Saint Mary’s hosts 10th annual DSLC
Haleigh Ehmsen | Tuesday, March 24, 2015
The Saint Mary’s Student Diversity Board (SDB) celebrated its 10th annual Diverse Student Leadership Conference (DSLC) Monday with workshops, keynote speakers and panel discussions.
SDB secretary, junior Angela Bukur said the speakers and workshop presenters offer powerful and insightful advice to women in leadership.
“We are so fortunate to have them on campus to share their stories with us and open up conversations about topics that need to be changed within the world,” Bukur said.
Bukur said the aim of the conference is to inspire students.
“I hope the students take away a new outlook on diversity and confidence to go out into the world,” she said.
As part of the conference, three Gender and Women’s Studies (GWS) professors presented a panel discussion titled “Gender and Women’s Studies and Diversity at Saint Mary’s College: Past, Present and Future.”
It is important to address the contrasts between social justice and multiculturalism and ideas of race, class differences and sexual orientation, assistant professor of history and GWS Jamie Wagman said.
Her Introduction to Gender and Women’s Studies course discusses the positive side of feminism, Wagman said, but the class also discusses criticism of feminism as a “segregated sisterhood.”
Wagman said it is important to talk about how sometimes early feminists movements were flawed. She said white feminists and black feminists both protested the Miss America pageant in 1968.
“They were working for the same cause, but they weren’t working together; they weren’t talking to each other,” Wagman said.
In an introductory course to GWS, understanding the achievements of feminism is just as important as understanding the downfalls of early feminist methods, Wagman said.
“Gender and Women’s Studies is a large and very much growing discipline,” she said. “We talk about the way the movement wasn’t unified in working for the rights of all women.”
Building empathy for the experiences of marginalized groups is a large part of the Intro to GWS course, Wagman said. The course includes an experiential learning component, which requires students to complete 15 hours of service at a local nonprofit, she said. Nonprofits at which students have worked include Hannah’s House and St. Margaret’s House, she said.
Stacy Davis, associate professor of religious studies and chair of the GWS department, said the first women’s studies class was taught in 1972 and titled Psychology of Women. The class promoted understanding of women and diversity, she said.
“There is a connection between GWS long before diversity was a code word on campus,” she said.
The department began on a soccer field, Davis said, when female professors at the College began a faculty team and began to talk with one another about women’s issues.
“In addition to being excellent soccer players, they got to know each other and eventually worked with Sr. Eva Hooker to get a grant for course development,” she said.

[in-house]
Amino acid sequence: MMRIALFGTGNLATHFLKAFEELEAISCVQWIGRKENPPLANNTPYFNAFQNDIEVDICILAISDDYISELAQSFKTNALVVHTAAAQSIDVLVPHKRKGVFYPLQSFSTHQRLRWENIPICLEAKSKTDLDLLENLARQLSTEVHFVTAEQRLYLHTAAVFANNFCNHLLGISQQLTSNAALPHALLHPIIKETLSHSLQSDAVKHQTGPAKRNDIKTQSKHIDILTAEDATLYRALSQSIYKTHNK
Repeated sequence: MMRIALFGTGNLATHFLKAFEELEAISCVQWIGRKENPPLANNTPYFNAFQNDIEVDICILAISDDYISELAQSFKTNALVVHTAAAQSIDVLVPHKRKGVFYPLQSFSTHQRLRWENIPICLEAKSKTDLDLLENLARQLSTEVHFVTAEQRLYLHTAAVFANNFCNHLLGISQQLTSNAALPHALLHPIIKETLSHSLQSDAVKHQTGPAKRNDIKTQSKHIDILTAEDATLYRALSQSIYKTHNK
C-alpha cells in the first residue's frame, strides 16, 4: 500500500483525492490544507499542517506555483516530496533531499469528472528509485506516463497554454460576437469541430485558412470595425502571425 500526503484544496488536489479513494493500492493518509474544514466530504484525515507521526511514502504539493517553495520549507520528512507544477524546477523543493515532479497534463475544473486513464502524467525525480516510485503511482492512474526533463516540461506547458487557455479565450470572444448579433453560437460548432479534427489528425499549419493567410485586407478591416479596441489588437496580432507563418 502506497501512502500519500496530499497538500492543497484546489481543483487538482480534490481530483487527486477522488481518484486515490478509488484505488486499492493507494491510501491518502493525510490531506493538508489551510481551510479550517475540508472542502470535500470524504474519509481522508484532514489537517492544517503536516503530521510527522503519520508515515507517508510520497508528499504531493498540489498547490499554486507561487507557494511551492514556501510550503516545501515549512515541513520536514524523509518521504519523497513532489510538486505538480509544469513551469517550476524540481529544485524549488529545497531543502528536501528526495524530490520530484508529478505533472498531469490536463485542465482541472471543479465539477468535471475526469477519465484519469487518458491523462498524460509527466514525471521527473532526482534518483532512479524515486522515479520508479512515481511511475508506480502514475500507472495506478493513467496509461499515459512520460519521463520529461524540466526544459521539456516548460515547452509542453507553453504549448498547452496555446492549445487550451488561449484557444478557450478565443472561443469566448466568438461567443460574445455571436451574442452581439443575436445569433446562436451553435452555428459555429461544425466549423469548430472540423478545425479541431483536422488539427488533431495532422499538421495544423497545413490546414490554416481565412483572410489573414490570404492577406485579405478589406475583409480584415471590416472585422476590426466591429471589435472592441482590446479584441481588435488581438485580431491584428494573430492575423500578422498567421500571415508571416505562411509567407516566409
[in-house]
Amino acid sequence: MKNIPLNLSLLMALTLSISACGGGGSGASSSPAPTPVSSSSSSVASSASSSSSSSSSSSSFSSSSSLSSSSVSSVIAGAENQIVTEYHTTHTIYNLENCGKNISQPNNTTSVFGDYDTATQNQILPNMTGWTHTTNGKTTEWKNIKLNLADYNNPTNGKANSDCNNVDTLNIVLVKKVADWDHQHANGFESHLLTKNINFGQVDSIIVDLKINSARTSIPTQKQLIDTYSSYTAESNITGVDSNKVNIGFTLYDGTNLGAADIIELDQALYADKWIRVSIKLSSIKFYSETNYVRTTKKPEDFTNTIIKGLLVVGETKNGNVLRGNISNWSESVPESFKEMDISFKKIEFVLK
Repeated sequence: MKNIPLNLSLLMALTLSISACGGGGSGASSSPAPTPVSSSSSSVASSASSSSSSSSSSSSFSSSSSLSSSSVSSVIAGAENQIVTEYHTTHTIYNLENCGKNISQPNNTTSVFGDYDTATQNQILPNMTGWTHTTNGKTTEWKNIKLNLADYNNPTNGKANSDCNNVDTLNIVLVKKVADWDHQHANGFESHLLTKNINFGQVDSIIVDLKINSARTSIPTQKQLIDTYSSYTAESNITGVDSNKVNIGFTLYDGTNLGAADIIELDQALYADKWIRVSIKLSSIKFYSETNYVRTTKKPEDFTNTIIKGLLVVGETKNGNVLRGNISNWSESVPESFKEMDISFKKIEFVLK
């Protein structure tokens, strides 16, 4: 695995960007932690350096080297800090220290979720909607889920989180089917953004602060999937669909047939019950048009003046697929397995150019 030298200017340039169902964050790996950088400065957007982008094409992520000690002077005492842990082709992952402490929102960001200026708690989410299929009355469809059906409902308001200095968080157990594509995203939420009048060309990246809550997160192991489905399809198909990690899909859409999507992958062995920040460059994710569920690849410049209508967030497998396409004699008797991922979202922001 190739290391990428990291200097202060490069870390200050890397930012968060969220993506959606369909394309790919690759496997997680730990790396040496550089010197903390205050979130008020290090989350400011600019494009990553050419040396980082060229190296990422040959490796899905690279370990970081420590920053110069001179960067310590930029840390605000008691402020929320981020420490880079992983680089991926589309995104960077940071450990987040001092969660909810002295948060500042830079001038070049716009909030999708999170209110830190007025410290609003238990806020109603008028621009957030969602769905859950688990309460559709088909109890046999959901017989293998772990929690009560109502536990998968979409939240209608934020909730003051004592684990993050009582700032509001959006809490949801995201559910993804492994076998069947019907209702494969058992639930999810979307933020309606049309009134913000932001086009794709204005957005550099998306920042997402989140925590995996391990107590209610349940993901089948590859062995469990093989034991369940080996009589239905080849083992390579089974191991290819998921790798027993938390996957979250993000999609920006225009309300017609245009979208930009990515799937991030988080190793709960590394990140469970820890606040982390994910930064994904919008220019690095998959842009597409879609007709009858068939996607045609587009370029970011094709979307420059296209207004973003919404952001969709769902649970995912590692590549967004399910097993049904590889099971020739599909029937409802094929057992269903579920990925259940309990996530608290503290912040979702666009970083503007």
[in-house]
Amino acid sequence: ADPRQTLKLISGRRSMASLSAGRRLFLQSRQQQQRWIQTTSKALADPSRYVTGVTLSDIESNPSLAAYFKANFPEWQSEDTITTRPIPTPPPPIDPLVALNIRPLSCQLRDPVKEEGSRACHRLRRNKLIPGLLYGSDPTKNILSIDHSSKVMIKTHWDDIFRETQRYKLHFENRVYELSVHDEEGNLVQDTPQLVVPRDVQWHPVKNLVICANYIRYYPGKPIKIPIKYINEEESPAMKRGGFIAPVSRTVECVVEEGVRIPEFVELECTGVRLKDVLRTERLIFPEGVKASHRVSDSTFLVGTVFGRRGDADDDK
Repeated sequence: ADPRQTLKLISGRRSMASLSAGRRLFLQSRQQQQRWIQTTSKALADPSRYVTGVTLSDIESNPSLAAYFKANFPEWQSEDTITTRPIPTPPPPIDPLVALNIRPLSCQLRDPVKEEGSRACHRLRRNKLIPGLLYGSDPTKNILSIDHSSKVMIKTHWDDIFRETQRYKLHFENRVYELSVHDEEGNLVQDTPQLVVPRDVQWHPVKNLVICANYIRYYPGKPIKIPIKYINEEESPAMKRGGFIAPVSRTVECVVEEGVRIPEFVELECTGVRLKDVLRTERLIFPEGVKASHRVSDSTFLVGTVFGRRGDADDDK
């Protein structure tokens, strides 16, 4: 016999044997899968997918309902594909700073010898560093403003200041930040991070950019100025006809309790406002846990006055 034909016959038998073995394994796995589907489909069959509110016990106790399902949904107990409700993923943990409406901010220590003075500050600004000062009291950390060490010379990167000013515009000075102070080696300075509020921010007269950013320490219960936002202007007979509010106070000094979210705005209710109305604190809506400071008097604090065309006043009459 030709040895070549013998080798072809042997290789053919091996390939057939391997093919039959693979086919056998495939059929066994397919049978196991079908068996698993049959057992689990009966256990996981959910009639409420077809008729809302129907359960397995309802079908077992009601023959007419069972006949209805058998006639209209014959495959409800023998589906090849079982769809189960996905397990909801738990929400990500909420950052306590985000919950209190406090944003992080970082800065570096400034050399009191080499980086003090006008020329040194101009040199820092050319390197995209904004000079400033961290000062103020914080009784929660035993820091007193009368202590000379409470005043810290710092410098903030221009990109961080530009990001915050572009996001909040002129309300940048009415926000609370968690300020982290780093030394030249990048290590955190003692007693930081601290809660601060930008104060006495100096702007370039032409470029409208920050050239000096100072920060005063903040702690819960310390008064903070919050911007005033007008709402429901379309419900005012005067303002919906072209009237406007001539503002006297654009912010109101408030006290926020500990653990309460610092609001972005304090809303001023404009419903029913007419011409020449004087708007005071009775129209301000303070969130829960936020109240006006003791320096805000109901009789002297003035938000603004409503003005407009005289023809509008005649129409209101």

A 14-credit minor in GWS was approved in March 1985 by the College, Davis said. This year marks the 30-year anniversary of GWS, she said.
In 1994, Davis said the Introduction to GWS course was taught for the first time by volunteer faculty. Davis said she believes this fact indicates the dedication of the interdisciplinary GWS faculty to what the GWS department represents.
In 2013, the joint GWS faculty submitted a major prospectus and it was approved in 2014. Currently, there are five students majoring in GWS and the program expects to expand, she said.
Davis said the GWS faculty is the most diverse staff on campus, other than modern languages faculty.
“Long before the Sophia program, [GWS staff] was teaching diversity classes that have stuck around and are still taught today,” Davis said
Sonalini Sapra, assistant professor of political science and GWS, said she works hard in her classes to debunk stereotypes of women as victims of their circumstances.
“The way women’s rights play out in Morocco and Egypt, Tunisia and Jordan, it varies,” she said. “The Middle East is not some monolith.”
Her class also studies the way in which women’s rights are used as a justification for military intervention, especially in media images, she said.
“The way that Muslim women are depicted in advertisements, the images do a disservice to women and don’t afford them any agency,” Sapra said.
“Advertisements [and other media images] create false dichotomies … Our women are so empowered here in the U.S. and [the images] create this ‘us and them’ mentality, instead of a solidarity mentality,” she said.
Sapra said her students explore the social movements led by women who are often seen as marginalized by other socities. For example, Muslim women in some parts of the world have converted the headscarf into an empowering icon, instead of a symbol of oppression.
Interest and work in feminist activity on campus ebbs and flows, based on the student population, but the GWS faculty searches to find ways to keep feminist activity a sustained dialogue among students, Sapra said.
Davis urged students to look at the GWS department as a model for change.
“Change does take time. It look 12 years to get a major, eight years to get a minor,” she said. “If you want to get something done, particularly something that’s hard, it takes time, and some of the faculty that started this program aren’t here to see it finish.
“Inherent in any GWS program is activism. For the most part, we are feminists and part of being a feminist is that you work for justice for other people.”